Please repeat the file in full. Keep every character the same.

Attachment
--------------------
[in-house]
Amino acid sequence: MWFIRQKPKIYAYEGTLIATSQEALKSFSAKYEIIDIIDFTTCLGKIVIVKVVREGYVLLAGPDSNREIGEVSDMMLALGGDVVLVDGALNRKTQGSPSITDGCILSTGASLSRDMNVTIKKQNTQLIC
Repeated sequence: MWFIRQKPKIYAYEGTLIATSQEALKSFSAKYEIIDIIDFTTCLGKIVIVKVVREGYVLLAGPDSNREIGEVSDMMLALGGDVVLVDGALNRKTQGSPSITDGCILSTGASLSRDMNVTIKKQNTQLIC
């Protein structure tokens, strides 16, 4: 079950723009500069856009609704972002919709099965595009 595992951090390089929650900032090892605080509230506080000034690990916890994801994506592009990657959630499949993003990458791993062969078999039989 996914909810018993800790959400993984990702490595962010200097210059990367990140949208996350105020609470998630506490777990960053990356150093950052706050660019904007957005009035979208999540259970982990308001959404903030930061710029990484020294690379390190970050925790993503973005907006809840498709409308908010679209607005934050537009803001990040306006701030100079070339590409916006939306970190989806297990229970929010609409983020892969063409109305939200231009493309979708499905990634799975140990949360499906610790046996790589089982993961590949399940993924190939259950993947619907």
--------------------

[in-house]
Amino acid sequence: MWFIRQKPKIYAYEGTLIATSQEALKSFSAKYEIIDIIDFTTCLGKIVIVKVVREGYVLLAGPDSNREIGEVSDMMLALGGDVVLVDGALNRKTQGSPSITDGCILSTGASLSRDMNVTIKKQNTQLIC
Repeated sequence: MWFIRQKPKIYAYEGTLIATSQEALKSFSAKYEIIDIIDFTTCLGKIVIVKVVREGYVLLAGPDSNREIGEVSDMMLALGGDVVLVDGALNRKTQGSPSITDGCILSTGASLSRDMNVTIKKQNTQLIC
């Protein structure tokens, strides 16, 4: 079950723009500069856009609704972002919709099965595009 595992951090390089929650900032090892605080509230506080000034690990916890994801994506592009990657959630499949993003990458791993062969078999039989 996914909810018993800790959400993984990702490595962010200097210059990367990140949208996350105020609470998630506490777990960053990356150093950052706050660019904007957005009035979208999540259970982990308001959404903030930061710029990484020294690379390190970050925790993503973005907006809840498709409308908010679209607005934050537009803001990040306006701030100079070339590409916006939306970190989806297990229970929010609409983020892969063409109305939200231009493309979708499905990634799975140990949360499906610790046996790589089982993961590949399940993924190939259950993947619907």